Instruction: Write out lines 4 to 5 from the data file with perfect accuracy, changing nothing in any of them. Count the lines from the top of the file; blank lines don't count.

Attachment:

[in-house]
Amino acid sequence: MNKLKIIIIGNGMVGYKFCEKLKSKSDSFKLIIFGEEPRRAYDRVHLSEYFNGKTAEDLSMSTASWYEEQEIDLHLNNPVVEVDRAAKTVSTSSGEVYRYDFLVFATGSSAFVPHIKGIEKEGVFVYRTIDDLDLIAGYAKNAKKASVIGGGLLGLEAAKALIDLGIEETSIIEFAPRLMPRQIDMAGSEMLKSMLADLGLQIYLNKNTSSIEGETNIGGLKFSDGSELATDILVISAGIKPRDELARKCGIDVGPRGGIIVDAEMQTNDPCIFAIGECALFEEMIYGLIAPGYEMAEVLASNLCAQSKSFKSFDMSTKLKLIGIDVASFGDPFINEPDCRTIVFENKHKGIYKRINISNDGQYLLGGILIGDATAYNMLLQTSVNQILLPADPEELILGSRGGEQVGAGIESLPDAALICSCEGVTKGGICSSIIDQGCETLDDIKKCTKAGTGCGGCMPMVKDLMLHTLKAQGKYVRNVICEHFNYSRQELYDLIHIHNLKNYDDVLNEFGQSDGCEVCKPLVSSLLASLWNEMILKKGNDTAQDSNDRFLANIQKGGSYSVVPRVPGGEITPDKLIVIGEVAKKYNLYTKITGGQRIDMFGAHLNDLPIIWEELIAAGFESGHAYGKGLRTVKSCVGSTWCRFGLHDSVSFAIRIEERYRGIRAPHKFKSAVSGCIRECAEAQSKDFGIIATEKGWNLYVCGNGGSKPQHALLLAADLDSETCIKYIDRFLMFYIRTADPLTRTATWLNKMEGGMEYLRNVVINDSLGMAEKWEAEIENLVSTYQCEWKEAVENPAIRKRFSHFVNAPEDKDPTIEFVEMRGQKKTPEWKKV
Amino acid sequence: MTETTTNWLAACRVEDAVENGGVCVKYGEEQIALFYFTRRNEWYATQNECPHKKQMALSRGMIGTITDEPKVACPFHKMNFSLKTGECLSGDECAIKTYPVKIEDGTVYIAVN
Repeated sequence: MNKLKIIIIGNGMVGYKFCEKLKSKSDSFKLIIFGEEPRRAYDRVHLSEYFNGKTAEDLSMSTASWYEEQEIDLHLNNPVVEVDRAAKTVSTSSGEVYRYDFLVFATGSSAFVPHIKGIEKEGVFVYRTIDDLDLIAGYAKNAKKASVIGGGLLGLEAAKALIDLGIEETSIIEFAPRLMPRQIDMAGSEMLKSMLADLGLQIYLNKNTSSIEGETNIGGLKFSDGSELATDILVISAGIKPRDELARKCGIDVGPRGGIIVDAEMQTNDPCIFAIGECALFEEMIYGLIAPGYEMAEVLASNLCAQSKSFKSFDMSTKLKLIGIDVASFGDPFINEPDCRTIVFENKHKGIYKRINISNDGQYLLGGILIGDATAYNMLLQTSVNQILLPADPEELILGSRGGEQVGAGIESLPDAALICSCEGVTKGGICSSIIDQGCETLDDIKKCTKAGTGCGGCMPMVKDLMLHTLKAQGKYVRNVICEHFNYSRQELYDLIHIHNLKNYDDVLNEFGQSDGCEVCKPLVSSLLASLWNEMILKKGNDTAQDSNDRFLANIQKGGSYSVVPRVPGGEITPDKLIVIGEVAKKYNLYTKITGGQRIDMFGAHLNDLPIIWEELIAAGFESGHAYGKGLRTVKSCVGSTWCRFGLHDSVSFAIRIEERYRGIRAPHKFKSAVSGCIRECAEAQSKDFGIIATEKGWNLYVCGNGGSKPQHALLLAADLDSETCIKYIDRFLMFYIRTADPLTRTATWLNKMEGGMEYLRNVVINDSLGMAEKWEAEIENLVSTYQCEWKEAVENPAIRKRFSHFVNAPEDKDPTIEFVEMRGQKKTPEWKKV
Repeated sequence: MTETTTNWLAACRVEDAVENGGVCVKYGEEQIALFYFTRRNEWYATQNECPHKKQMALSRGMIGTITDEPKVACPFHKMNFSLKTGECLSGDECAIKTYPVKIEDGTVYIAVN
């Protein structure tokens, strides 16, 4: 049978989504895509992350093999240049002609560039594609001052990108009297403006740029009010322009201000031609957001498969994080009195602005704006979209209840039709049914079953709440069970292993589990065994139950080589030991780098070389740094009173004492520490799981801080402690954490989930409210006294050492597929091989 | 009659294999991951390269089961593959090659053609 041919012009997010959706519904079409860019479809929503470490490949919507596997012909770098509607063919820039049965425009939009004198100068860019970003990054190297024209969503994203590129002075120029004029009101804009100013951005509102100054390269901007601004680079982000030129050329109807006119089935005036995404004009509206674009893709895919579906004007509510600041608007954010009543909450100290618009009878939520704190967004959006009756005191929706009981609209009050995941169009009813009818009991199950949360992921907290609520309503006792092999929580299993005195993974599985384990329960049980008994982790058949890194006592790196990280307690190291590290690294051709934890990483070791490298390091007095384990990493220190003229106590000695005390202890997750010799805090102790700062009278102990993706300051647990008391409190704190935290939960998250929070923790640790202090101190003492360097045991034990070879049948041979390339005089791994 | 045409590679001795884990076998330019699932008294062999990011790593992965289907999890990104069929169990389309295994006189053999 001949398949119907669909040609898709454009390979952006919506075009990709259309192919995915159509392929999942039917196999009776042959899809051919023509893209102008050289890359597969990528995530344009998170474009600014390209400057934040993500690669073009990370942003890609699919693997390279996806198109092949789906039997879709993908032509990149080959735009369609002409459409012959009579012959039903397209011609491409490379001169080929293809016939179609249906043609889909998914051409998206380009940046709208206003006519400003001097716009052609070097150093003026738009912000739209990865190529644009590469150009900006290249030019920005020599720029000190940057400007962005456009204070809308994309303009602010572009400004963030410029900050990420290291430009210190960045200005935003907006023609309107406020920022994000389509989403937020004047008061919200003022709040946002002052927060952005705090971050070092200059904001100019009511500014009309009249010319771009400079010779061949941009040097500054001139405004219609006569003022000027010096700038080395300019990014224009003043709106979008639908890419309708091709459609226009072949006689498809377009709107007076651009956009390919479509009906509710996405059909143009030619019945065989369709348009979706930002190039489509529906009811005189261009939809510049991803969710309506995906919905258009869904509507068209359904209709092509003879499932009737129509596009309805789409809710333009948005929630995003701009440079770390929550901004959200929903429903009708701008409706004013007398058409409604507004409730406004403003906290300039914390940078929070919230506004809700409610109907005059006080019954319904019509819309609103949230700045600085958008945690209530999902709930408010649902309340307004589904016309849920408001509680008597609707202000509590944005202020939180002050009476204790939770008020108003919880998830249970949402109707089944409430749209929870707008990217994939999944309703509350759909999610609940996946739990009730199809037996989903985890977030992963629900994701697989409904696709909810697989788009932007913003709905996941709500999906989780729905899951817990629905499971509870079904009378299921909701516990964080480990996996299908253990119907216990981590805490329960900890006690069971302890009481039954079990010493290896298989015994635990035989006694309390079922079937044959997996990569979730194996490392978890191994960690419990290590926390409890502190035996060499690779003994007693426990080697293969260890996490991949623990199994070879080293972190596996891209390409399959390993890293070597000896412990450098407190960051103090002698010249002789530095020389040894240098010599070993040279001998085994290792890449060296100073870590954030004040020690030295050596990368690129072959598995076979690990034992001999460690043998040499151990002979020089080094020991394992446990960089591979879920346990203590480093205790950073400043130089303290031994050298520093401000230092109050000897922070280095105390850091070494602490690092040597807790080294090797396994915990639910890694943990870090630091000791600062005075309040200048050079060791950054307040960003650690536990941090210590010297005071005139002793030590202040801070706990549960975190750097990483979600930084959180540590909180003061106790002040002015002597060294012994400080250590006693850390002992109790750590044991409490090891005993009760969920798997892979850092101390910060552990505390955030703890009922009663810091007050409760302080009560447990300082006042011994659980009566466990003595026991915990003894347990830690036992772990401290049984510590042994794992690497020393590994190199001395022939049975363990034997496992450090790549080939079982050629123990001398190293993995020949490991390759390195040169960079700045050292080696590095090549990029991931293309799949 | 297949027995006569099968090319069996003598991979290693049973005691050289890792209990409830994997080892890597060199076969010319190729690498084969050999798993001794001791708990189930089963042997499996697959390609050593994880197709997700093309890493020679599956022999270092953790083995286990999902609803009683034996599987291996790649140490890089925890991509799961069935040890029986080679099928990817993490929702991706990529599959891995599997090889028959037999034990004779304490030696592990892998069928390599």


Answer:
Repeated sequence: MNKLKIIIIGNGMVGYKFCEKLKSKSDSFKLIIFGEEPRRAYDRVHLSEYFNGKTAEDLSMSTASWYEEQEIDLHLNNPVVEVDRAAKTVSTSSGEVYRYDFLVFATGSSAFVPHIKGIEKEGVFVYRTIDDLDLIAGYAKNAKKASVIGGGLLGLEAAKALIDLGIEETSIIEFAPRLMPRQIDMAGSEMLKSMLADLGLQIYLNKNTSSIEGETNIGGLKFSDGSELATDILVISAGIKPRDELARKCGIDVGPRGGIIVDAEMQTNDPCIFAIGECALFEEMIYGLIAPGYEMAEVLASNLCAQSKSFKSFDMSTKLKLIGIDVASFGDPFINEPDCRTIVFENKHKGIYKRINISNDGQYLLGGILIGDATAYNMLLQTSVNQILLPADPEELILGSRGGEQVGAGIESLPDAALICSCEGVTKGGICSSIIDQGCETLDDIKKCTKAGTGCGGCMPMVKDLMLHTLKAQGKYVRNVICEHFNYSRQELYDLIHIHNLKNYDDVLNEFGQSDGCEVCKPLVSSLLASLWNEMILKKGNDTAQDSNDRFLANIQKGGSYSVVPRVPGGEITPDKLIVIGEVAKKYNLYTKITGGQRIDMFGAHLNDLPIIWEELIAAGFESGHAYGKGLRTVKSCVGSTWCRFGLHDSVSFAIRIEERYRGIRAPHKFKSAVSGCIRECAEAQSKDFGIIATEKGWNLYVCGNGGSKPQHALLLAADLDSETCIKYIDRFLMFYIRTADPLTRTATWLNKMEGGMEYLRNVVINDSLGMAEKWEAEIENLVSTYQCEWKEAVENPAIRKRFSHFVNAPEDKDPTIEFVEMRGQKKTPEWKKV
Repeated sequence: MTETTTNWLAACRVEDAVENGGVCVKYGEEQIALFYFTRRNEWYATQNECPHKKQMALSRGMIGTITDEPKVACPFHKMNFSLKTGECLSGDECAIKTYPVKIEDGTVYIAVN